My screen name is Imafloater given to me by "serious kiters".  This came from not wanting to spend all my time at the field practicing and talking about how expensive my kite is, what my kite can do, who flys this kite, what bells and whistles this kite has with "serious kiters" who can't launch their kite and if they do can't land it.  When did kite flying stop being about flying a kite I like and having fun? Yeah, I want to learn tricks. Yeah, I want to learn more about kites.  I came here to have fun.  Maybe the demise of fighter kites is due to them not being expensive, can't do wild flip-floppy tricks, don't have bell and whistles, not that expensive (matter of fact cheap) but depend on a pilot who actually knows what they're doing and don't depend on what the kite could do without them.  Think I'll go to the convenience store spend $3.00 total get a kite and a soda and go have some fun.
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lylenc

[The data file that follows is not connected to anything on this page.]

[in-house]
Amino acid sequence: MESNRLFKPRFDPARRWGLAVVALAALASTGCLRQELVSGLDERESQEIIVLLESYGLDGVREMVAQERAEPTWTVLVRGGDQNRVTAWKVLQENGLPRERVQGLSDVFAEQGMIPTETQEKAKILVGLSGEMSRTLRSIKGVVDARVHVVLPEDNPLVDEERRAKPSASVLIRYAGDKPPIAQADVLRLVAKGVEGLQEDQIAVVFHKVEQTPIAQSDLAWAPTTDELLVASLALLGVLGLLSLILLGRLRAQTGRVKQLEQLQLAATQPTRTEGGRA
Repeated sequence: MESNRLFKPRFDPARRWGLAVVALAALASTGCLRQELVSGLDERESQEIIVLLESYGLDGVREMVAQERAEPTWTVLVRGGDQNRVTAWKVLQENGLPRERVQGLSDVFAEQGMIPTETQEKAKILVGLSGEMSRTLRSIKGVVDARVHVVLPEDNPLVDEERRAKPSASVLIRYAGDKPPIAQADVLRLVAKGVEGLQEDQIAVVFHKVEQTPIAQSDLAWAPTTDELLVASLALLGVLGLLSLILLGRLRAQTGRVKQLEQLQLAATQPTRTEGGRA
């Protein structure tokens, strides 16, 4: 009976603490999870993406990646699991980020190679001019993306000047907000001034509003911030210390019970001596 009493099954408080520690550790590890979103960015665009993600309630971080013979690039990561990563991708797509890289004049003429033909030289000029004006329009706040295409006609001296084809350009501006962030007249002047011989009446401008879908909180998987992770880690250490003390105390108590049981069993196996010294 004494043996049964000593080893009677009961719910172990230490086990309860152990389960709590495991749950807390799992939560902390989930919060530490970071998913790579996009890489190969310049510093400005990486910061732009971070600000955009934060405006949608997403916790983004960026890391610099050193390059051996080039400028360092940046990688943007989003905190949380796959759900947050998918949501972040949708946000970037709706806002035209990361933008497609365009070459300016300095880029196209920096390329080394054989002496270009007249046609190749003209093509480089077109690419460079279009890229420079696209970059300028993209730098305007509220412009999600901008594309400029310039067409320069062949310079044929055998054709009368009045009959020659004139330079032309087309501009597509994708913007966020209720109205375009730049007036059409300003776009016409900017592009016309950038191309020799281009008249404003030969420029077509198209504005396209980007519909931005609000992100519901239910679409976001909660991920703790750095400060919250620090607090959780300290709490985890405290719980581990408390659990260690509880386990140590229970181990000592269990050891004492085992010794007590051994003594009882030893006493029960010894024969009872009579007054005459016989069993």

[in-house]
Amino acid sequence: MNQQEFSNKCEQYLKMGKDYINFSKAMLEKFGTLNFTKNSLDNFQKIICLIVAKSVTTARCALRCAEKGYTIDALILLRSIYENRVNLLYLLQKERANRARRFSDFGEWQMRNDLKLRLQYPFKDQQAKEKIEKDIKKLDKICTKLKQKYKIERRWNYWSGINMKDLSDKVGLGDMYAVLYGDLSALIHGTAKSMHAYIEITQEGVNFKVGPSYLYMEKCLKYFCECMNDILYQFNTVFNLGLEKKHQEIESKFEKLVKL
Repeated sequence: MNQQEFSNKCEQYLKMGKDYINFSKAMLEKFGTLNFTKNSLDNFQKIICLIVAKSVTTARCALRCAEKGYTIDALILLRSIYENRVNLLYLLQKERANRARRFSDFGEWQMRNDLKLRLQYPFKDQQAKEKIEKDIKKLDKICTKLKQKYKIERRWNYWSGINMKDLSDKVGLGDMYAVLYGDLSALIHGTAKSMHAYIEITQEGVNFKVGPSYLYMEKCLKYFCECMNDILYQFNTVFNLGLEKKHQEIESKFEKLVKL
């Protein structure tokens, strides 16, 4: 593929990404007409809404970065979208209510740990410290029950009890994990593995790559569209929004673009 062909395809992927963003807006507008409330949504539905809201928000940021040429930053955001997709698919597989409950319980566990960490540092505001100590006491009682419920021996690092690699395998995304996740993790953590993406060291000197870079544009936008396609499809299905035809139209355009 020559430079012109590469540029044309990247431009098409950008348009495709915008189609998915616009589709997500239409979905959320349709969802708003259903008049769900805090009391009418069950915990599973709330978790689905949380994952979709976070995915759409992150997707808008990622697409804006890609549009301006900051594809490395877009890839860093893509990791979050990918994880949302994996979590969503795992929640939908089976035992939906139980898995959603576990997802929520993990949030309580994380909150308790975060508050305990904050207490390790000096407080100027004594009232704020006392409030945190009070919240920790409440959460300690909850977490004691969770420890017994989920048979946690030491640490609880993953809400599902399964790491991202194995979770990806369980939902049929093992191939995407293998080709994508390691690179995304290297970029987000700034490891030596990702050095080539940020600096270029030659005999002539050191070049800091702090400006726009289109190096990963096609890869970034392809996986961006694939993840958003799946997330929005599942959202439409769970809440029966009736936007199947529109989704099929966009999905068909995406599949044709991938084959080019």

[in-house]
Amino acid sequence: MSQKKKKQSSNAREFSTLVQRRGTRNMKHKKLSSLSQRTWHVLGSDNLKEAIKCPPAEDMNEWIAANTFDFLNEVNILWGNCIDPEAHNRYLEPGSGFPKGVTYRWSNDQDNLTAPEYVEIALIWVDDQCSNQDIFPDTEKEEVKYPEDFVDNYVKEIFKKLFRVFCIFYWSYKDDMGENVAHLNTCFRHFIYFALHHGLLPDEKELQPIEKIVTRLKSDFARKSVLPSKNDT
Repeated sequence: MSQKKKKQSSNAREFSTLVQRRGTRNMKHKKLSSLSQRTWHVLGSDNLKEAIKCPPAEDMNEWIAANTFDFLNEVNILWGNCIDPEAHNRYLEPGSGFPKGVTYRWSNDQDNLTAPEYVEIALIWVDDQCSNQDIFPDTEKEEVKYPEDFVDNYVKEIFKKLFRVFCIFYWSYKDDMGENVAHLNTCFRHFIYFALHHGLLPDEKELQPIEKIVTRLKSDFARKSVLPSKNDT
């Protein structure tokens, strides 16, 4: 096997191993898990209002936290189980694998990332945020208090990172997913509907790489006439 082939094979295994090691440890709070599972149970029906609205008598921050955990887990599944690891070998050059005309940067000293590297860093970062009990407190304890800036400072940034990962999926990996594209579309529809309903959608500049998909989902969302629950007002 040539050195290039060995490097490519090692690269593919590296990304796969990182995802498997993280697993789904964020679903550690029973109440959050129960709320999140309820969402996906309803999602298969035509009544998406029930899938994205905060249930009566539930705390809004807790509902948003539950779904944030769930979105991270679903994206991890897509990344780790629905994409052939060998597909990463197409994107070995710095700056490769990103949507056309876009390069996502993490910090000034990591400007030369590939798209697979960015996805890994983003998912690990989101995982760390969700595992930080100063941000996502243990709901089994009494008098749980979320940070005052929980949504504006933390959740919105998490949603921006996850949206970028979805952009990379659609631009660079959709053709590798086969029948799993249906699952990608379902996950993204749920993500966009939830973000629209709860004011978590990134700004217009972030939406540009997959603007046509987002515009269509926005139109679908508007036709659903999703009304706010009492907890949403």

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« Reply #27 on: August 13, 2010, 07:37 PM »

My wife likes to vacation at Manzanita, OR, which usually has high winds after 10 am. Before 10 am it's SUL time and bang, it switches straight to vented conditions. This year had at least three days of 30 mph + during the week. I used to get frustrated, since I didn't have anything for those winds. Have vented 1.5 Rev and vented Rev II now, so they keep me happy.

Before I bought those, I got desperate one day and pulled out my Trlby. The fiberglass rods bent a lot, but didn't break. The kite from my viewpoint looked more like an oval dinner plate than a diamond kite. I had a big smile on my face for several hours of flying. Had to laugh at myself - a bag with $2,000 worth of high-end kites at my feet and I'm having a blast with a $17 Trlby.

If you have enough variety in your bag, the kites keep flying - or not flying - as you choose. Although, I don't think I pulled off a center window stall with the Trlby in those winds.
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Craig     Walla Walla, WA     Just One More!